Xubo Liu, Zhongkai Zhu, Haohe Liu, Yi Yuan, Meng Cui, Qiushi Huang, Jinhua Liang, Yin Cao, Qiuqiang Kong, Mark Plumbley, Wenwu Wang (2023)WavJourney: Compositional Audio Creation with Large Language Models, In: WavJourney: Compositional Audio Creation with LLMs Cornell University Library, arXiv.org

Large Language Models (LLMs) have shown great promise in integrating diverse expert models to tackle intricate language and vision tasks. Despite their significance in advancing the field of Artificial Intelligence Generated Content (AIGC), their potential in intelligent audio content creation remains unexplored. In this work, we tackle the problem of creating audio content with storylines encompassing speech, music, and sound effects, guided by text instructions. We present WavJourney, a system that leverages LLMs to connect various audio models for audio content generation. Given a text description of an auditory scene, WavJourney first prompts LLMs to generate a structured script dedicated to audio storytelling. The audio script incorporates diverse audio elements, organized based on their spatio-temporal relationships. As a conceptual representation of audio, the audio script provides an interactive and interpretable rationale for human engagement. Afterward, the audio script is fed into a script compiler, converting it into a computer program. Each line of the program calls a task-specific audio generation model or computational operation function (e.g., concatenate, mix). The computer program is then executed to obtain an explainable solution for audio generation. We demonstrate the practicality of WavJourney across diverse real-world scenarios, including science fiction, education, and radio play. The explainable and interactive design of WavJourney fosters human-machine co-creation in multi-round dialogues, enhancing creative control and adaptability in audio production. WavJourney audiolizes the human imagination, opening up new avenues for creativity in multimedia content creation.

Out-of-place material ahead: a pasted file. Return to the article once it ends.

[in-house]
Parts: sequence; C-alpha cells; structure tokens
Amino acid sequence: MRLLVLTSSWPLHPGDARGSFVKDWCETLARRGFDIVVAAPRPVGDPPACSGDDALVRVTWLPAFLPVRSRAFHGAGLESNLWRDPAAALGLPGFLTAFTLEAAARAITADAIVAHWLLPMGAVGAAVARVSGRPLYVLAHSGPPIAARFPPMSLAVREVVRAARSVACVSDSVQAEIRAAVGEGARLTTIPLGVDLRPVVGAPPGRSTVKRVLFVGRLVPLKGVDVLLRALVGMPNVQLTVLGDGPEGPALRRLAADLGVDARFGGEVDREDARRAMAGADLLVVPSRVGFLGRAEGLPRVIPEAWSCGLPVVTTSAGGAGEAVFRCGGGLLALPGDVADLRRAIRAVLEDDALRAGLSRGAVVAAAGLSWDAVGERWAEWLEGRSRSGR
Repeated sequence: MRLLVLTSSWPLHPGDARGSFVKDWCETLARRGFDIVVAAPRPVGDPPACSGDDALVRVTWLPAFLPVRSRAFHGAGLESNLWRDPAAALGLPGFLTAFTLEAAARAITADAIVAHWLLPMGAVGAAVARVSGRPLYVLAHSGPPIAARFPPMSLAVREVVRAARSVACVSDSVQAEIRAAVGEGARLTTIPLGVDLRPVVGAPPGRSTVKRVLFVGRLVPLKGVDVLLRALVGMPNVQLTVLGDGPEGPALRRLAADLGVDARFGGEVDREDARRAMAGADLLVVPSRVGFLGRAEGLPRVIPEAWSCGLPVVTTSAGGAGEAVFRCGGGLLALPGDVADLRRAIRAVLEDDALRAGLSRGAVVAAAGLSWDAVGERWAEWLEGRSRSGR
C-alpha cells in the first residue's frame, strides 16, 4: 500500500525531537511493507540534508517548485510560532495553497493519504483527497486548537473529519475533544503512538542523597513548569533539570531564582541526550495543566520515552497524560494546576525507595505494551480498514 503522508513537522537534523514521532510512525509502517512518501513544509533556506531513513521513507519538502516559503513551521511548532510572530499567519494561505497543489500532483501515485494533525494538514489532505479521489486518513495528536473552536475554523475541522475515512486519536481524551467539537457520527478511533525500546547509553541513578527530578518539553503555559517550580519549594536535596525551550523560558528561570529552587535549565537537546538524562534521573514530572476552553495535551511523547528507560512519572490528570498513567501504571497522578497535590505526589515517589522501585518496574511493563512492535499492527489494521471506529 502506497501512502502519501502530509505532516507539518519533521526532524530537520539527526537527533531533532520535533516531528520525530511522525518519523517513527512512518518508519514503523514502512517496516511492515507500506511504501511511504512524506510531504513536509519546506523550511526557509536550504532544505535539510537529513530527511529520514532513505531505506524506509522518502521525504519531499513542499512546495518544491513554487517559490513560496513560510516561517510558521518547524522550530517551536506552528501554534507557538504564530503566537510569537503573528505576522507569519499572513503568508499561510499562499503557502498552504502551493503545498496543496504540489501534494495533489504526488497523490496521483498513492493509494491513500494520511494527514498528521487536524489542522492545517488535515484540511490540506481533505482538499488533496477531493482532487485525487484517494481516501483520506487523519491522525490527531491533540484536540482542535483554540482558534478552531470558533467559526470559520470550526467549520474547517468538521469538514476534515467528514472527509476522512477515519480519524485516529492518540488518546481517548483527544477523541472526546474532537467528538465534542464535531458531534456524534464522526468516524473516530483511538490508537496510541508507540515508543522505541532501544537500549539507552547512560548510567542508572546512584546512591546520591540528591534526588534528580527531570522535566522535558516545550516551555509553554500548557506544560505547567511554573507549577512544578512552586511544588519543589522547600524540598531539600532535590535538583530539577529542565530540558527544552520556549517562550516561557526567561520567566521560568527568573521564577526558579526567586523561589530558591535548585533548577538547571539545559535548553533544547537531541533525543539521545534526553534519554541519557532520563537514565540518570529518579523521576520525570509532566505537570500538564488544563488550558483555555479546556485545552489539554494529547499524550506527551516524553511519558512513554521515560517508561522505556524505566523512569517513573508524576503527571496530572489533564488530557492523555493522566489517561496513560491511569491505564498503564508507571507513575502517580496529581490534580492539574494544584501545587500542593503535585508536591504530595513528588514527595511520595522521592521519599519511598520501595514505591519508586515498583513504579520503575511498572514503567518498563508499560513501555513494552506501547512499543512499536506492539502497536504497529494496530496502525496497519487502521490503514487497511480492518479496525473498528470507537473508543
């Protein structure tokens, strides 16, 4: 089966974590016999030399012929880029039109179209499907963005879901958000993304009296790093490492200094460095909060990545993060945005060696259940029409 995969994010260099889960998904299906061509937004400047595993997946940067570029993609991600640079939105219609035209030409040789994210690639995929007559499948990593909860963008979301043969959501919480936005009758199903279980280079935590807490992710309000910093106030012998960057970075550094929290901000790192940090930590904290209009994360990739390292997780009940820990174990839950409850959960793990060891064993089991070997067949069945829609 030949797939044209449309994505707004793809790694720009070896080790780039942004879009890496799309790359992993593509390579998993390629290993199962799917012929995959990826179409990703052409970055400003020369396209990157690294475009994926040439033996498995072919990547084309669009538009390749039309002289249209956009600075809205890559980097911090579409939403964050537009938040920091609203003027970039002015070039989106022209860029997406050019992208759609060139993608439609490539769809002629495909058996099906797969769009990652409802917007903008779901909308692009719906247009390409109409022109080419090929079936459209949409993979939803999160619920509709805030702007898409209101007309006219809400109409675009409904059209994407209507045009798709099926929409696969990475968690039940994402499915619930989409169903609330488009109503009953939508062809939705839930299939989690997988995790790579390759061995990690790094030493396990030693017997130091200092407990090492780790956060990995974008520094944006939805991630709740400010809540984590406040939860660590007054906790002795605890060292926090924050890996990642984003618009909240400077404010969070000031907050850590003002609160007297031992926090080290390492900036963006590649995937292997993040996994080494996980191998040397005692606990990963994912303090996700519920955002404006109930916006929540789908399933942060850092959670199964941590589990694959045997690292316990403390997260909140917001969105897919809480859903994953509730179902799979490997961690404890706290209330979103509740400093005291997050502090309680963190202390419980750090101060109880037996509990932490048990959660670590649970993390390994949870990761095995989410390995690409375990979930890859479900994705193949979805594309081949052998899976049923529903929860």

Qiushi Huang, Yu Zhang, Tom Ko, Xubo Liu, Bo Wu, Wenwu Wang, Lilian Tang Personalized Dialogue Generation with Persona-Adaptive Attention, In: arXiv (Cornell University)